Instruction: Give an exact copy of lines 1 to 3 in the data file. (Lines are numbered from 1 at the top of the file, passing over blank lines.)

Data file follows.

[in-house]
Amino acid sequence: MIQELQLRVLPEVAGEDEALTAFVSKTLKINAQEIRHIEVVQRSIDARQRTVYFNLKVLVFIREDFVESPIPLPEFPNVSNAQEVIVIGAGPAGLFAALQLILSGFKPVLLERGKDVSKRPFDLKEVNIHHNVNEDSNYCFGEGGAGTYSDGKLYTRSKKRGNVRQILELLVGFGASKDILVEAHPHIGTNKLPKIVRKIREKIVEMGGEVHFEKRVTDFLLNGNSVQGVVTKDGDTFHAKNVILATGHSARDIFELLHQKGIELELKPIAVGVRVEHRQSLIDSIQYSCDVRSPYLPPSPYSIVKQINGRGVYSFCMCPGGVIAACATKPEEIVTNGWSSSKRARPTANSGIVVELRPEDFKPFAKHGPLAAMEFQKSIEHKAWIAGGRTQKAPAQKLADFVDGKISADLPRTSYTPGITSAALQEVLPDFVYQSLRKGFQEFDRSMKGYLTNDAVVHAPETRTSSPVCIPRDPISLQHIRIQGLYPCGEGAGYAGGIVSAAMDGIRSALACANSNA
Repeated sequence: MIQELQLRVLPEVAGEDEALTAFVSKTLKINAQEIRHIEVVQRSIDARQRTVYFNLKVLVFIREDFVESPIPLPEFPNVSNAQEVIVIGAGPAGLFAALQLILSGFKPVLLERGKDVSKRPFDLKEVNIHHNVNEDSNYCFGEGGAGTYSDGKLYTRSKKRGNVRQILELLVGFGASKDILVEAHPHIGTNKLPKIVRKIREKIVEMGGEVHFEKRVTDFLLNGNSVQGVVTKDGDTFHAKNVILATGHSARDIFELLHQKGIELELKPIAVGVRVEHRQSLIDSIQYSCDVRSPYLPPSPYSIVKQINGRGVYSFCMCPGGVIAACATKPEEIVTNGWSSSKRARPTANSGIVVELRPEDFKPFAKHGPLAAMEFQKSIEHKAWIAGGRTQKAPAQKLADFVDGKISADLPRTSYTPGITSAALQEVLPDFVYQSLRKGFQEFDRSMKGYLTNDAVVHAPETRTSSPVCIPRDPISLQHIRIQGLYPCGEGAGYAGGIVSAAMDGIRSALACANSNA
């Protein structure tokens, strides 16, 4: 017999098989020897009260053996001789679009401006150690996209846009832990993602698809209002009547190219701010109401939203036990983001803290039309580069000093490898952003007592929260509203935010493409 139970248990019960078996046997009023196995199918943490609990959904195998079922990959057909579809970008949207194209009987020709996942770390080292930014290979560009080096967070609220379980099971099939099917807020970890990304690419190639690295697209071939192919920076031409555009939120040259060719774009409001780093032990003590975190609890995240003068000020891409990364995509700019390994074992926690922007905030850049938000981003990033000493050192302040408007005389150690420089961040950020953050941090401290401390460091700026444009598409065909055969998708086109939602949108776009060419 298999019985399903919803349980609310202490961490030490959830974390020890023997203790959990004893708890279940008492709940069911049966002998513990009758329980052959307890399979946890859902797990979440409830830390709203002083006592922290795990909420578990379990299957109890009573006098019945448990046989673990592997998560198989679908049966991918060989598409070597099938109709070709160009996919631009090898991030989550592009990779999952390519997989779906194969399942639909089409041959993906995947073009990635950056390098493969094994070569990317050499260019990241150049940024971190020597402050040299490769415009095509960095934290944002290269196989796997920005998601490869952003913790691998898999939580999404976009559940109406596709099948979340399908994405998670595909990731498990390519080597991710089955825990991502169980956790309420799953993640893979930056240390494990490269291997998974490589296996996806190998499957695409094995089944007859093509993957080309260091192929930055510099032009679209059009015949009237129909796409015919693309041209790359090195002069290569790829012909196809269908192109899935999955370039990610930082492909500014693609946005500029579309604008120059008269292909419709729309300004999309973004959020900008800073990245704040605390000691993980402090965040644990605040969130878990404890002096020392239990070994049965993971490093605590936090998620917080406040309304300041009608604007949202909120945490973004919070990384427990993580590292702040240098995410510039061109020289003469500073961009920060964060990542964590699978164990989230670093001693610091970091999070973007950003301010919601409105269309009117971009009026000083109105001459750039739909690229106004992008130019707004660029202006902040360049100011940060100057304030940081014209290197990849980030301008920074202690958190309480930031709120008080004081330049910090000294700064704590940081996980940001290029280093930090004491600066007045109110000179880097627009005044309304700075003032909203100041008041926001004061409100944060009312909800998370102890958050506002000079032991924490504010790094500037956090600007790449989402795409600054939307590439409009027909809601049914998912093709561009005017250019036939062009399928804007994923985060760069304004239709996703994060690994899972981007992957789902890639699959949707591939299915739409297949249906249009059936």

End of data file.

[in-house]
Amino acid sequence: MIQELQLRVLPEVAGEDEALTAFVSKTLKINAQEIRHIEVVQRSIDARQRTVYFNLKVLVFIREDFVESPIPLPEFPNVSNAQEVIVIGAGPAGLFAALQLILSGFKPVLLERGKDVSKRPFDLKEVNIHHNVNEDSNYCFGEGGAGTYSDGKLYTRSKKRGNVRQILELLVGFGASKDILVEAHPHIGTNKLPKIVRKIREKIVEMGGEVHFEKRVTDFLLNGNSVQGVVTKDGDTFHAKNVILATGHSARDIFELLHQKGIELELKPIAVGVRVEHRQSLIDSIQYSCDVRSPYLPPSPYSIVKQINGRGVYSFCMCPGGVIAACATKPEEIVTNGWSSSKRARPTANSGIVVELRPEDFKPFAKHGPLAAMEFQKSIEHKAWIAGGRTQKAPAQKLADFVDGKISADLPRTSYTPGITSAALQEVLPDFVYQSLRKGFQEFDRSMKGYLTNDAVVHAPETRTSSPVCIPRDPISLQHIRIQGLYPCGEGAGYAGGIVSAAMDGIRSALACANSNA
Repeated sequence: MIQELQLRVLPEVAGEDEALTAFVSKTLKINAQEIRHIEVVQRSIDARQRTVYFNLKVLVFIREDFVESPIPLPEFPNVSNAQEVIVIGAGPAGLFAALQLILSGFKPVLLERGKDVSKRPFDLKEVNIHHNVNEDSNYCFGEGGAGTYSDGKLYTRSKKRGNVRQILELLVGFGASKDILVEAHPHIGTNKLPKIVRKIREKIVEMGGEVHFEKRVTDFLLNGNSVQGVVTKDGDTFHAKNVILATGHSARDIFELLHQKGIELELKPIAVGVRVEHRQSLIDSIQYSCDVRSPYLPPSPYSIVKQINGRGVYSFCMCPGGVIAACATKPEEIVTNGWSSSKRARPTANSGIVVELRPEDFKPFAKHGPLAAMEFQKSIEHKAWIAGGRTQKAPAQKLADFVDGKISADLPRTSYTPGITSAALQEVLPDFVYQSLRKGFQEFDRSMKGYLTNDAVVHAPETRTSSPVCIPRDPISLQHIRIQGLYPCGEGAGYAGGIVSAAMDGIRSALACANSNA